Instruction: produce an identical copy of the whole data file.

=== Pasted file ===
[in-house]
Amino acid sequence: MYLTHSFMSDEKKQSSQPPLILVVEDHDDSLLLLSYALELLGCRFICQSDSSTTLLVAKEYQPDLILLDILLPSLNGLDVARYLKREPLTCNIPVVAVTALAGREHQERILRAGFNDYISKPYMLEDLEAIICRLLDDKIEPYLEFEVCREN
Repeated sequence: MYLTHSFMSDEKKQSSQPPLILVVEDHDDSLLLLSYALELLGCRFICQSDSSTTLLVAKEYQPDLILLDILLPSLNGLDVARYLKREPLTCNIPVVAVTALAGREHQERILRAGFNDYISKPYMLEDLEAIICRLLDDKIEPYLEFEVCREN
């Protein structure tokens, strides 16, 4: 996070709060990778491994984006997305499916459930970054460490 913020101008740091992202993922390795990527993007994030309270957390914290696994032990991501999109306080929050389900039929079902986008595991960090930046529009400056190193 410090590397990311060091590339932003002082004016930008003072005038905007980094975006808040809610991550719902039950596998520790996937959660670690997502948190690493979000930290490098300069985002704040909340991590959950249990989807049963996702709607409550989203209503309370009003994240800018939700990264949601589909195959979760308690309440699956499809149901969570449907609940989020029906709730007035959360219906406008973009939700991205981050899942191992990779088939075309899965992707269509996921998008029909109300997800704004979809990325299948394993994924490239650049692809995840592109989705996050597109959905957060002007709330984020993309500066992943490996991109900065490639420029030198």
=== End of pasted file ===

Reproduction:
[in-house]
Amino acid sequence: MYLTHSFMSDEKKQSSQPPLILVVEDHDDSLLLLSYALELLGCRFICQSDSSTTLLVAKEYQPDLILLDILLPSLNGLDVARYLKREPLTCNIPVVAVTALAGREHQERILRAGFNDYISKPYMLEDLEAIICRLLDDKIEPYLEFEVCREN
Repeated sequence: MYLTHSFMSDEKKQSSQPPLILVVEDHDDSLLLLSYALELLGCRFICQSDSSTTLLVAKEYQPDLILLDILLPSLNGLDVARYLKREPLTCNIPVVAVTALAGREHQERILRAGFNDYISKPYMLEDLEAIICRLLDDKIEPYLEFEVCREN
């Protein structure tokens, strides 16, 4: 996070709060990778491994984006997305499916459930970054460490 913020101008740091992202993922390795990527993007994030309270957390914290696994032990991501999109306080929050389900039929079902986008595991960090930046529009400056190193 410090590397990311060091590339932003002082004016930008003072005038905007980094975006808040809610991550719902039950596998520790996937959660670690997502948190690493979000930290490098300069985002704040909340991590959950249990989807049963996702709607409550989203209503309370009003994240800018939700990264949601589909195959979760308690309440699956499809149901969570449907609940989020029906709730007035959360219906406008973009939700991205981050899942191992990779088939075309899965992707269509996921998008029909109300997800704004979809990325299948394993994924490239650049692809995840592109989705996050597109959905957060002007709330984020993309500066992943490996991109900065490639420029030198």